The other reason to be cautious about bonds generally is the increasing correlation between fixed income and equity returns. If the two behave differently an investor can always make the case for holding bonds as a diversifier in their portfolio. If bonds simply mimic equities, it is hard to argue against going all-in to the stock market while the recovery continues.

Select 50 picks: In the current environment, the most attractive part of the bond universe is probably inflation-linked. The ASI Global Inflation-linked Bond Fund could offer some support in an environment of rising inflation. Before you invest in a fund, please ensure you have read Doing Business with Fidelity and the Key Information Document (KID) relevant to your chosen fund.


Commodities has been the best performing asset class in the first six months of 2021, as economies have re-opened and demand for both energy and industrial metals has soared. That short-term boost has built on firm longer-term foundations, with talk of another commodity super-cycle becoming increasingly frequent.

Super-cycles are not common but when they do arrive they can persist for many years. Typically, they require a structural shift in demand for raw materials rather than simply a cyclical upturn in the economy. In the past these have included the industrialisation of the US in the 19th century, recovery from the second world war in Japan and Europe, the widespread adoption of the motor car and the growth of aviation.

This time, commodity bulls are focused on two driving forces. First, the political shift from austerity to fiscal stimulus, investment and social inclusion. This has the potential to trigger a long overdue rebuilding of the crumbling infrastructure in many developed countries, notably the US. Second, and related to the first, is the urgent need to combat climate change, which will require massive spending on green infrastructure.

Obviously, this has more positive implications for industrial metal prices than for oil in the long run. Shorter-term, of course, different factors come into play. The copper price had doubled since the worst of the pandemic slump last year, so it is unsurprising that it has corrected somewhat in recent weeks. The oil price has continued to surge, as OPEC producers have limited supply.

Gold marches to a different beat. Its price is determined by a variety of factors, including safe haven demand, inflation fears, the level of the dollar and real interest rates. The rise of bitcoin stole its thunder; the cryptocurrency’s recent retreat may now give the yellow metal a boost.

All that glisters is not gold

Source: Refinitiv, 30.6.21, rebased to 100 as at 1.1.21, total returns in USD

(as at 30 June)
2016-2017 2017-2018 2018-2019 2019-2020 2020-2021
Copper 19.2 14.8 -2.9 -23.9 77.9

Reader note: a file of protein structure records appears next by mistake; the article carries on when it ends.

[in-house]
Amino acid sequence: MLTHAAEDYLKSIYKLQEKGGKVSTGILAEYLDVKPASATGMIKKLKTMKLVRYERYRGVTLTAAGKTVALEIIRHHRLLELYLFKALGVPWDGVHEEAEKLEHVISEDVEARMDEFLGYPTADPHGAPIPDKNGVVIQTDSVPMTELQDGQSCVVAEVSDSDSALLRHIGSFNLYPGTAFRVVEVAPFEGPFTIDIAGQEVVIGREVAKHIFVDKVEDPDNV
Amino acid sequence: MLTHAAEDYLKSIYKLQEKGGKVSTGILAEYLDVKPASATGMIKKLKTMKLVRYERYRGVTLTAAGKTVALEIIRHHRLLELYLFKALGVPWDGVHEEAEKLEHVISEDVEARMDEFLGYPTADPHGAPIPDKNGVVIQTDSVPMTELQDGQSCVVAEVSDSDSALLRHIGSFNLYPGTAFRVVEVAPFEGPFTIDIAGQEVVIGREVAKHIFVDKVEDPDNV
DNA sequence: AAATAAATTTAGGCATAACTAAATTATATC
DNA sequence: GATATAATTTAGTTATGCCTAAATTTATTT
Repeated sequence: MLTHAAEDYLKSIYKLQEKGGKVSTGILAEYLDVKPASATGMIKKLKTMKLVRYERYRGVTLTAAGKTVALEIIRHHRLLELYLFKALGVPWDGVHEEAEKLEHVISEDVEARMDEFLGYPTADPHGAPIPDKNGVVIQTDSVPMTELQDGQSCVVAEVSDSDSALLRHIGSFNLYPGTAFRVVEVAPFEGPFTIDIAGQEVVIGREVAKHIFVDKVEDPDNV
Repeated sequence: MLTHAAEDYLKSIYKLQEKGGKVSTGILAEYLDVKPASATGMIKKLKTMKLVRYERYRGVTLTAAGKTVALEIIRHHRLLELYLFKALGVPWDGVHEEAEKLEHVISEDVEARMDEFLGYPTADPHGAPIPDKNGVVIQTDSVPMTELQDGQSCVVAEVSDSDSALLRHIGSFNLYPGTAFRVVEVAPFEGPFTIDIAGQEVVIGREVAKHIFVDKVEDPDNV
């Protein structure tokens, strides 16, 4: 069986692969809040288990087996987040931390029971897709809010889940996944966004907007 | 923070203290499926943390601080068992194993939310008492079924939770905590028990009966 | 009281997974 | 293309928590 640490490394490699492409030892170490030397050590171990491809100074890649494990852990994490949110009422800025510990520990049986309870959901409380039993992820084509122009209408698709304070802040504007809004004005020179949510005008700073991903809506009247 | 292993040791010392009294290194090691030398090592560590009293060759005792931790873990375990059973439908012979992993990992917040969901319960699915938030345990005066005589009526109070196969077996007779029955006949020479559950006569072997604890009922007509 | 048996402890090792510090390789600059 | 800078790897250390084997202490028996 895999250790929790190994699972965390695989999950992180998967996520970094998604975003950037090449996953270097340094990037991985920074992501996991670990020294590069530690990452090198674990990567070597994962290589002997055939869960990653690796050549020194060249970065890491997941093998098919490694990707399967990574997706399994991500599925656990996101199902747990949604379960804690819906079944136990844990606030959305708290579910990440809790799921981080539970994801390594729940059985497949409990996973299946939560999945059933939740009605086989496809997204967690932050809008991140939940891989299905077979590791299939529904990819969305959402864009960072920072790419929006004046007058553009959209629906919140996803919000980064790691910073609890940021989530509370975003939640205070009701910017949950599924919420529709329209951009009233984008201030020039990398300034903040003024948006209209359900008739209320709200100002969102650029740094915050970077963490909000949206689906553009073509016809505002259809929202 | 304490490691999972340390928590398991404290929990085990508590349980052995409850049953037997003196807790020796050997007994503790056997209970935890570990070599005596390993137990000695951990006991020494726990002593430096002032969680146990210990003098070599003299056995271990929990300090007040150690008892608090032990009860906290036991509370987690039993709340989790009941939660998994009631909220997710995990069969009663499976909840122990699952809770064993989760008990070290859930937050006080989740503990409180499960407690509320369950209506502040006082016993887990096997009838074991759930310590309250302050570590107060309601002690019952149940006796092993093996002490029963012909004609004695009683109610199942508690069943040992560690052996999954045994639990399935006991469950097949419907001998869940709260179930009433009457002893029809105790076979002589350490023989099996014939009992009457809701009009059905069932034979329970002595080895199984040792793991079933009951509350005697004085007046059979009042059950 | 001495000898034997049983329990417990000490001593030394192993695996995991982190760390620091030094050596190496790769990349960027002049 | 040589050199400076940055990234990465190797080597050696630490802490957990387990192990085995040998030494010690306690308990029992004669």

Gold 1.3 6.1 -2.5 21.6 8.7
Oil (Brent Crude) 33.8 32.6 -1.6 -78.1 327.7

Past performance is not a reliable indicator of future returns. When investing in overseas markets, changes in currency exchange rates may affect the value of your investment.


Property has been the second best performing asset class in the first half of 2021 after commodities, as social distancing rules have been progressively eased and we have been able to think about getting back to work, into the shops and out to enjoy ourselves again.

What is clear, however, is that we are not simply going back to how things were before. Talk of everything changing for good is overdone. We are probably not witnessing the death of the city or the end of the office. However, it is plausible to argue that a decade of change has been compressed into a year or so. The world we return to may look familiar, but it will be different in crucial ways.

The chart here is interesting. It suggests that demand for office space is bouncing back as it did after the financial crisis and before that in the wake of the boom and bust. It is entirely possible, however, that we never need offices in quite the way we did before the pandemic. We have shown that for many people work is now likely to be a hybrid affair in which we collaborate face to face and do the ‘real’ work at our desks at home.

The property world is in a state of constant flux. The growth of online shopping creates demand for warehouses, while work from home disperses the centre of gravity of a city. Towns should become less zoned as we work and amuse ourselves closer to where we live. Perhaps most importantly, the property business is running hard to catch up with a climate aware world in which it is currently part of the problem not the solution.

And, in the meantime, real estate continues to offer investors a relatively high (although recently not so secure) income. As a diversifier and source of yield, property has a place in a portfolio, but quality of tenant, selection of manager and choice of sector have never been more important.

Will we really go back to the old ways?

Source: Refinitiv, 30.6.21.